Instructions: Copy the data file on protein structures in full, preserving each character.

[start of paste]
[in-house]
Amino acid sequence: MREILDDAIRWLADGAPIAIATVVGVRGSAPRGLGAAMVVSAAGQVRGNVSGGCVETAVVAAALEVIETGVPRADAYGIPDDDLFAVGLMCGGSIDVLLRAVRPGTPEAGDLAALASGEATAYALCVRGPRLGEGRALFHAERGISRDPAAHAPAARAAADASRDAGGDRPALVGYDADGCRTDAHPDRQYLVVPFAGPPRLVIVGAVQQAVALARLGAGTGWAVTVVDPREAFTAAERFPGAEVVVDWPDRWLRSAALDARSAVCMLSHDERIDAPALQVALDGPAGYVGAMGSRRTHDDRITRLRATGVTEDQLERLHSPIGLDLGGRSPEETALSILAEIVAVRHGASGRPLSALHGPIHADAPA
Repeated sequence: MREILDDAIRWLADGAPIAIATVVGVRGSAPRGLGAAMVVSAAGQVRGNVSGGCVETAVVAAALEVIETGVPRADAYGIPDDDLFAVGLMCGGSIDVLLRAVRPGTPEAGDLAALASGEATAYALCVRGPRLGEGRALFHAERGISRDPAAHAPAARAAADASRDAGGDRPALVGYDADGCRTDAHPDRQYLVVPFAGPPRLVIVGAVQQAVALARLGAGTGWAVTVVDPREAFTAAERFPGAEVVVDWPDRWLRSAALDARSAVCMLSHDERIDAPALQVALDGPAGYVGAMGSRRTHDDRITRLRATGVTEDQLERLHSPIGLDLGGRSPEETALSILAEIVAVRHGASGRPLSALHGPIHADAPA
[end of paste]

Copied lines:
[in-house]
Amino acid sequence: MREILDDAIRWLADGAPIAIATVVGVRGSAPRGLGAAMVVSAAGQVRGNVSGGCVETAVVAAALEVIETGVPRADAYGIPDDDLFAVGLMCGGSIDVLLRAVRPGTPEAGDLAALASGEATAYALCVRGPRLGEGRALFHAERGISRDPAAHAPAARAAADASRDAGGDRPALVGYDADGCRTDAHPDRQYLVVPFAGPPRLVIVGAVQQAVALARLGAGTGWAVTVVDPREAFTAAERFPGAEVVVDWPDRWLRSAALDARSAVCMLSHDERIDAPALQVALDGPAGYVGAMGSRRTHDDRITRLRATGVTEDQLERLHSPIGLDLGGRSPEETALSILAEIVAVRHGASGRPLSALHGPIHADAPA
Repeated sequence: MREILDDAIRWLADGAPIAIATVVGVRGSAPRGLGAAMVVSAAGQVRGNVSGGCVETAVVAAALEVIETGVPRADAYGIPDDDLFAVGLMCGGSIDVLLRAVRPGTPEAGDLAALASGEATAYALCVRGPRLGEGRALFHAERGISRDPAAHAPAARAAADASRDAGGDRPALVGYDADGCRTDAHPDRQYLVVPFAGPPRLVIVGAVQQAVALARLGAGTGWAVTVVDPREAFTAAERFPGAEVVVDWPDRWLRSAALDARSAVCMLSHDERIDAPALQVALDGPAGYVGAMGSRRTHDDRITRLRATGVTEDQLERLHSPIGLDLGGRSPEETALSILAEIVAVRHGASGRPLSALHGPIHADAPA